Question about KitchenAid K45SS Classic Stand Mixer
There are lots of places to be looking, first thing I would look at would be under the rear cover to make sure the two nuts that hold the rear motor bearing housing in place are nipped up. You don't wring the neck on these nuts, if you over tighten them you will deform the rear bearing housing.
If you can find someone local who has been doing these mixers for a while they will be able to give it a once over. It's unlikely to be expensive. Best people to ask is Kitchen Aid, they should know who does their warranty work in your area. If you are in new Zealand it will be me.
Posted on Jul 02, 2017
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Posted on Jan 02, 2017
SOURCE: Grinding Noise
If it's metallic sound you are loosing teeth on a gear or two. This is caused by lack of lubricant or simply fatigue of the material of the gears. Don't use it, you can get metal flakes in your food.
Take it in to a repair shop and have it fixed. The money spent is well worth it because if done correctly will last another 12 years.
Posted on Oct 23, 2007
This is not a solution but I think you have a serious problem you might have sheared some gear teeth whent the mixer jammed and it only manifests itself under a heavy load, I would take it to a repair guy, those mixers are expensive and it would be worth it.
Posted on Mar 28, 2009
Your mixer is easily able to handle the kneading of bread dough. Please advise:
9 cups of all purpose white flour, maximum.
6 cups of specialty flour, maximum. This is any flour besides all purpose white.
Bread doughs are only to be needed on speed 2, and never for longer than 7 minutes.
This is all stated in the Use and Care guide for the mixer itself. If these guidelines are not followed, it may lead to a product failure.
Posted on Jul 07, 2009
Hi BESTATTI2UD. Your KA mixer’s internal gears are factory packed with enough grease to last a lifetime, whatever that means? Depending on the age of your mixer (7 years), where it was stored and how heavily it’s been used; these factors all will eventually cause the grease’s base oil to separate from its additives, with the resultant oil seeping from openings beyond the gasket down the agitator shaft, which is the situation you are experiencing now with your mixer. Gravity can be very insidious. To answer your primary question after 7 years it’s time for some TLC maintenance on you mixer, and yes, you can fix this yourself at home.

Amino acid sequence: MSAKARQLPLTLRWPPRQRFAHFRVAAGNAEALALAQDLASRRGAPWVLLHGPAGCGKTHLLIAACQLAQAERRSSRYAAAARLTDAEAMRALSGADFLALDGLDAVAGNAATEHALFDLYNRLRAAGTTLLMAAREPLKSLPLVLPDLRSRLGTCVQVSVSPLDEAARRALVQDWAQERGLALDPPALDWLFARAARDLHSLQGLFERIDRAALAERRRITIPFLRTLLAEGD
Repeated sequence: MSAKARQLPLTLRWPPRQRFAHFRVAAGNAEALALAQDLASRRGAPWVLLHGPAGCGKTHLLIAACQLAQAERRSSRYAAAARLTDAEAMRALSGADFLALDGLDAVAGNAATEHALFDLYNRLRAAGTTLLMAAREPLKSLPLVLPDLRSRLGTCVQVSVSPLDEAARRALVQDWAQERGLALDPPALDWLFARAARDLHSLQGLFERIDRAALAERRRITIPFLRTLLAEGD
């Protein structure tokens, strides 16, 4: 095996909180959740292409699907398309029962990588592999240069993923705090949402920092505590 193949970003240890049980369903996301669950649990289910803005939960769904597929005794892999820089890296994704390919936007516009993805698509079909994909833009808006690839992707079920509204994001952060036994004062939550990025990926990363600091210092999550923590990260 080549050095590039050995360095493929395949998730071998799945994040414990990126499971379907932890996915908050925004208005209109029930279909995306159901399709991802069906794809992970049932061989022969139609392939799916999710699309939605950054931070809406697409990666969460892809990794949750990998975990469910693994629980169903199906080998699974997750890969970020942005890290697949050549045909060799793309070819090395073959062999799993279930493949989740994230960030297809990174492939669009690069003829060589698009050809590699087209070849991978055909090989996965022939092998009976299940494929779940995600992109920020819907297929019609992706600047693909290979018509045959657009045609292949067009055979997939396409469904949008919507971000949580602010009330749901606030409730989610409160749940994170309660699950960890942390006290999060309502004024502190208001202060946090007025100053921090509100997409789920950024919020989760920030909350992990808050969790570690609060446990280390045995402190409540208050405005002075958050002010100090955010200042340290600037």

The inspection and troubleshooting of the inside of your mixer is a DITY capability, particularly if your mixer is out of warranty. Just be sure to have the Parts List manual on hand. If you're lacking one, you can download a PDF version from the KA website. Click on Customer Care>Locate Manuals & Guides> Enter the 6 character model number, in your case use KSM150P, and select this file, KSM150PSWH0.pdf (773.44 KB), under Parts List (61) (check to see it matches your mixer model).
Turn to pages 4 & 5, titled: Case, Gearing and Planetary Unit, which provides an exploded view for the disassembly and reassembly of your mixer, along with all the parts. You may want to order Part #19, transmission case gasket, and some food-grade grease for starters. Once apart you can check for any other unseemly wear and tear on the gears, etc. It can be messy but very gratifying.
When you re-grease your transmission I recommend using a food-grade grease that you can order online (although I’ve seen automotive bearing grease used too – your call). As far as parts go, here are five potential vendors in no particular order: RepairClinic.com; mendingshed.com; searspartsdirect.com; partstore.com; and Grainger.com. You should be search for ‘food grade grease’ if you start digging into the transmission. Prices can vary widely between vendors, so do your comparison shopping.
Finally, here are some links to several excellent websites that detail the disassembling/reassembly of a KA Mixer. The mixers are different models than yours, but the principles are the same.
Posted on Dec 13, 2009
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